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Robert Koch

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Koch, Robert (1843-1910) was a German scientist and Nobel Prize winner, who founded modern medical bacteriology, discovered several disease-causing bacteria, including those of tuberculosis, and discovered the animal vectors of a number of major diseases.

Born in Klausthal-Zellerfeld, on December 11, 1843, Koch enrolled at the University of Gottingen in 1862, where he studied botany (study of plants), physics, and mathematics and began his lifelong medical career. After a brief tenure at the Hamburg General Hospital and at an institute for retarded children, he started private practice. His professional activities did not deter him from developing outside interests in archaeology, anthropology (study of races and humans), occupational diseases such as lead poisoning, and the newly emerging field of bacteriology.

Koch's first major breakthrough in bacteriology occurred in the 1870s, when he demonstrated that the infectious disease anthrax developed in mice only when the disease-bearing material injected into a mouse's bloodstream contained viable rods or spores of Bacillus anthracis. Koch's isolation of the anthrax bacillus was important, because this was the first time that the causative agent of an infectious disease had been demonstrated beyond a reasonable doubt. It now became clear that infectious diseases were not caused by mysterious substances but instead by specific microorganisms—in this case, bacteria. Koch also showed how the investigator must work with such microorganisms, how to obtain them from infected animals, how to cultivate them artificially, and how to destroy them. He revealed these observations to the great German pathologist Julius Friedrich Cohnheim and his associates, one of whom was the German bacteriologist Paul Ehrlich, the founder of modern immunology (study of white blood cells).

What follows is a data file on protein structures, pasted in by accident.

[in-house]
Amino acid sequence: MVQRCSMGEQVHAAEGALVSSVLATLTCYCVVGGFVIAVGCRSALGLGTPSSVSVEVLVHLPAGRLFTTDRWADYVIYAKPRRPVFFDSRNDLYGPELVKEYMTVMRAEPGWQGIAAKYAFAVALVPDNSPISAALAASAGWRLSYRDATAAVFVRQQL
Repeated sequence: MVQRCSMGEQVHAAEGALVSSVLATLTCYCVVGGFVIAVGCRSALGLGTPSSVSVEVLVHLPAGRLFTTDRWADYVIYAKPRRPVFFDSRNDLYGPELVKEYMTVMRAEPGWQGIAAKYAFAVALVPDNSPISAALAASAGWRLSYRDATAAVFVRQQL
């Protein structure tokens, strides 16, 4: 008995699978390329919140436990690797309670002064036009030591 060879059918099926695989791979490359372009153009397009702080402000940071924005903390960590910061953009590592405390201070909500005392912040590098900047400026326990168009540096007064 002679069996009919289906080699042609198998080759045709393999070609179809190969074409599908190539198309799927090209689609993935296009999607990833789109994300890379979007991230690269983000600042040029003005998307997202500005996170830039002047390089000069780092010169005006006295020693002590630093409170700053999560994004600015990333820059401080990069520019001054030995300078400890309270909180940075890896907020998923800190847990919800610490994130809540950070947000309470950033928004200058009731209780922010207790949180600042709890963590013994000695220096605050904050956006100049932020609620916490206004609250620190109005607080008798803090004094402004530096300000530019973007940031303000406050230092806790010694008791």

In 1880, after completing important work on the bacteriology of wound infections, Koch was appointed government adviser with the Imperial Department of Health in Berlin, where he carried out most of his research for the rest of his career. In 1881 he launched his studies of tuberculosis, and the following year he announced that he had isolated a bacillus that was the causative agent of the dreaded disease. Koch's findings were confirmed by investigators around the world. The discovery led to an improvement in diagnosis by means of finding evidence of the bacilli in bodily excretions, especially sputum.

Koch now focused his attention on cholera, which had reached epidemic levels in India by 1883. Traveling there, he identified the bacillus that caused the disease and found that the bacillus was transmitted to human beings primarily through water. Koch later traveled in Africa, where he studied the causes of insect-borne diseases.

In 1891 Koch became director of Berlin's Institute for Infectious Disorders (the institute now bears his name), which had been organized for specialized medical research, and remained there until he retired in 1904. In 1905 he won the Nobel Prize in physiology or medicine. On May 27, 1910, Koch died at the German health resort of Baden-Baden.